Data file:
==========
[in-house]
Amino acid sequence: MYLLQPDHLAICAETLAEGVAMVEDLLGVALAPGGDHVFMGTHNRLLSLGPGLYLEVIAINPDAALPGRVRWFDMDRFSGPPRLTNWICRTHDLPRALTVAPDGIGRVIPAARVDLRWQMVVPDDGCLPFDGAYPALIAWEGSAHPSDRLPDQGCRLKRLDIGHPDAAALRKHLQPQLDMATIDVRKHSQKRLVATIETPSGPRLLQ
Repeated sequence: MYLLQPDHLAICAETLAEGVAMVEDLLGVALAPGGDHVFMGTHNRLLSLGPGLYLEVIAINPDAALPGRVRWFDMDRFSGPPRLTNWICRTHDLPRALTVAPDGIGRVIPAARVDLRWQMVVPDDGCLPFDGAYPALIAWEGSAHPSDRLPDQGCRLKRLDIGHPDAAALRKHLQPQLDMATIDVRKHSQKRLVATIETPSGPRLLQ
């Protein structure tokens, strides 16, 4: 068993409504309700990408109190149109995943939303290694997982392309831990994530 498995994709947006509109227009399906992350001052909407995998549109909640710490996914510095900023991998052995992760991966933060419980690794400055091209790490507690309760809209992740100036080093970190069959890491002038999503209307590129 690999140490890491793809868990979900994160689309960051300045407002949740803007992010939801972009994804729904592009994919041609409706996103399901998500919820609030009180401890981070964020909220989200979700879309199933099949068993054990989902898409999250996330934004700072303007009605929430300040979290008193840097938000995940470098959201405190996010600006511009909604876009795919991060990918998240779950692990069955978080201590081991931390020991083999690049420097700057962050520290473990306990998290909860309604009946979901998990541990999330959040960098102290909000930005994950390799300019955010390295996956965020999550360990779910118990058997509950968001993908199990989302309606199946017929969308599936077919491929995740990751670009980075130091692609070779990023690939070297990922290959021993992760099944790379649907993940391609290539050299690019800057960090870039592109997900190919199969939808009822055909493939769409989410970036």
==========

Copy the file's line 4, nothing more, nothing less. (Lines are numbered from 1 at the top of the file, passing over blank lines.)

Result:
């Protein structure tokens, strides 16, 4: 068993409504309700990408109190149109995943939303290694997982392309831990994530 498995994709947006509109227009399906992350001052909407995998549109909640710490996914510095900023991998052995992760991966933060419980690794400055091209790490507690309760809209992740100036080093970190069959890491002038999503209307590129 690999140490890491793809868990979900994160689309960051300045407002949740803007992010939801972009994804729904592009994919041609409706996103399901998500919820609030009180401890981070964020909220989200979700879309199933099949068993054990989902898409999250996330934004700072303007009605929430300040979290008193840097938000995940470098959201405190996010600006511009909604876009795919991060990918998240779950692990069955978080201590081991931390020991083999690049420097700057962050520290473990306990998290909860309604009946979901998990541990999330959040960098102290909000930005994950390799300019955010390295996956965020999550360990779910118990058997509950968001993908199990989302309606199946017929969308599936077919491929995740990751670009980075130091692609070779990023690939070297990922290959021993992760099944790379649907993940391609290539050299690019800057960090870039592109997900190919199969939808009822055909493939769409989410970036």